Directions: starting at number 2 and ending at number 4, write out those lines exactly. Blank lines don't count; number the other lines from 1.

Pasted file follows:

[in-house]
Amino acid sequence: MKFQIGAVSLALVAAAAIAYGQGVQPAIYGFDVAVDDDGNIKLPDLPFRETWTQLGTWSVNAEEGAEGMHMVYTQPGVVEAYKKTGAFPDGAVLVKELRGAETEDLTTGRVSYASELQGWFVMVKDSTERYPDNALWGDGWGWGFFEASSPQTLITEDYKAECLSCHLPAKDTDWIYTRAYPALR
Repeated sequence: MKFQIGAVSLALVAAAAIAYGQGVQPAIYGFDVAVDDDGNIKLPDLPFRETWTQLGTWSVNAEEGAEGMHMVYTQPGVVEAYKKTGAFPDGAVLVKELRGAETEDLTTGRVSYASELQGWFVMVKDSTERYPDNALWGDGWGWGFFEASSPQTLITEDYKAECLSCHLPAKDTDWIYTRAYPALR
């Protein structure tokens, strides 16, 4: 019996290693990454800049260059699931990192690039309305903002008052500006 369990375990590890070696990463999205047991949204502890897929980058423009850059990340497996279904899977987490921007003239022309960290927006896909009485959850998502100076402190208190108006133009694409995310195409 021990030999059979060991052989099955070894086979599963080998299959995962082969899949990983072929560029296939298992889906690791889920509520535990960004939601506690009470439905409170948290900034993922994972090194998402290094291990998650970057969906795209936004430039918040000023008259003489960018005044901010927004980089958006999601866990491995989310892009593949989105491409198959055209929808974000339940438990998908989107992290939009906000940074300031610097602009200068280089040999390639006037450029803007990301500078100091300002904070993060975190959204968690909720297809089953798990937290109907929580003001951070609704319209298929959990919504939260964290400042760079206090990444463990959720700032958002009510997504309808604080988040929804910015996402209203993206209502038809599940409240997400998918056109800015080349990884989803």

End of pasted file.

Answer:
Amino acid sequence: MKFQIGAVSLALVAAAAIAYGQGVQPAIYGFDVAVDDDGNIKLPDLPFRETWTQLGTWSVNAEEGAEGMHMVYTQPGVVEAYKKTGAFPDGAVLVKELRGAETEDLTTGRVSYASELQGWFVMVKDSTERYPDNALWGDGWGWGFFEASSPQTLITEDYKAECLSCHLPAKDTDWIYTRAYPALR
Repeated sequence: MKFQIGAVSLALVAAAAIAYGQGVQPAIYGFDVAVDDDGNIKLPDLPFRETWTQLGTWSVNAEEGAEGMHMVYTQPGVVEAYKKTGAFPDGAVLVKELRGAETEDLTTGRVSYASELQGWFVMVKDSTERYPDNALWGDGWGWGFFEASSPQTLITEDYKAECLSCHLPAKDTDWIYTRAYPALR
């Protein structure tokens, strides 16, 4: 019996290693990454800049260059699931990192690039309305903002008052500006 369990375990590890070696990463999205047991949204502890897929980058423009850059990340497996279904899977987490921007003239022309960290927006896909009485959850998502100076402190208190108006133009694409995310195409 021990030999059979060991052989099955070894086979599963080998299959995962082969899949990983072929560029296939298992889906690791889920509520535990960004939601506690009470439905409170948290900034993922994972090194998402290094291990998650970057969906795209936004430039918040000023008259003489960018005044901010927004980089958006999601866990491995989310892009593949989105491409198959055209929808974000339940438990998908989107992290939009906000940074300031610097602009200068280089040999390639006037450029803007990301500078100091300002904070993060975190959204968690909720297809089953798990937290109907929580003001951070609704319209298929959990919504939260964290400042760079206090990444463990959720700032958002009510997504309808604080988040929804910015996402209203993206209502038809599940409240997400998918056109800015080349990884989803």